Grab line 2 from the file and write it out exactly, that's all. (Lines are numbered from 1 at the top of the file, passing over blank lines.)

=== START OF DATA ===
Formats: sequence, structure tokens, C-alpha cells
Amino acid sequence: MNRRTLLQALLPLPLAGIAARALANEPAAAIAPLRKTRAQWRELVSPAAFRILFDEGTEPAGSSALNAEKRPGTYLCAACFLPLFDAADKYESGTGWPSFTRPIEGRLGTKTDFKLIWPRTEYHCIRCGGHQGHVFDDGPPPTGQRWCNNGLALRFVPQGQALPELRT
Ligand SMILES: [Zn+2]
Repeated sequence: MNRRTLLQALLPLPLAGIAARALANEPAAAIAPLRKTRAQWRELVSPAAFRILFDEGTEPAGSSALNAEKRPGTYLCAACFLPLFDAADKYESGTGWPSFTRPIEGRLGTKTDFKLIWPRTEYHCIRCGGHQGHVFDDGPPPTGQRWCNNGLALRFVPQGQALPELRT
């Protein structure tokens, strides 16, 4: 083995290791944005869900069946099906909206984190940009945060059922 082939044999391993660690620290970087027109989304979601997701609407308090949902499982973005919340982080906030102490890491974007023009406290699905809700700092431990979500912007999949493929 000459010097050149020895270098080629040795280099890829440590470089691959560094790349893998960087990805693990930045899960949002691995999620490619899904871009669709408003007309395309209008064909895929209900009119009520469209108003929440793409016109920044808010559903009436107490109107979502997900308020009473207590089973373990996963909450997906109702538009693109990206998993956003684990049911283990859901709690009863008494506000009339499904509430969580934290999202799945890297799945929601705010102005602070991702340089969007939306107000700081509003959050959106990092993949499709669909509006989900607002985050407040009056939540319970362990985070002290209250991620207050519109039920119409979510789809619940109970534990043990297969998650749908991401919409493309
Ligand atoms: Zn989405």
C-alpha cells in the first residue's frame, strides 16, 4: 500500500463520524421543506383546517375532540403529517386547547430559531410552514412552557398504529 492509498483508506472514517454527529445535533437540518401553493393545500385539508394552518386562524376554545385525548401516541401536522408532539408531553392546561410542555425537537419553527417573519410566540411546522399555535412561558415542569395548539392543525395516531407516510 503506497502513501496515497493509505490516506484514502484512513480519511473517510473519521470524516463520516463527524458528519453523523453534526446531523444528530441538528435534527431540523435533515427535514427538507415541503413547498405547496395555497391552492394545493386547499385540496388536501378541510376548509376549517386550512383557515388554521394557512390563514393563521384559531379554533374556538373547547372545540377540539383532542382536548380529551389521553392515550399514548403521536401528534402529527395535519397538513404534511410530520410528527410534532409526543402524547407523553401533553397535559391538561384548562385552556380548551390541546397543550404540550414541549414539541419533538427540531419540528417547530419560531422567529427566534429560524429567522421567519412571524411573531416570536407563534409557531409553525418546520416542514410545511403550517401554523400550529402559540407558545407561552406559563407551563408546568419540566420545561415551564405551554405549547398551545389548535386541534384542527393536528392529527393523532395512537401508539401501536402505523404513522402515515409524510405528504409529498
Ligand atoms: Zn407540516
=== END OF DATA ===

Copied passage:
Amino acid sequence: MNRRTLLQALLPLPLAGIAARALANEPAAAIAPLRKTRAQWRELVSPAAFRILFDEGTEPAGSSALNAEKRPGTYLCAACFLPLFDAADKYESGTGWPSFTRPIEGRLGTKTDFKLIWPRTEYHCIRCGGHQGHVFDDGPPPTGQRWCNNGLALRFVPQGQALPELRT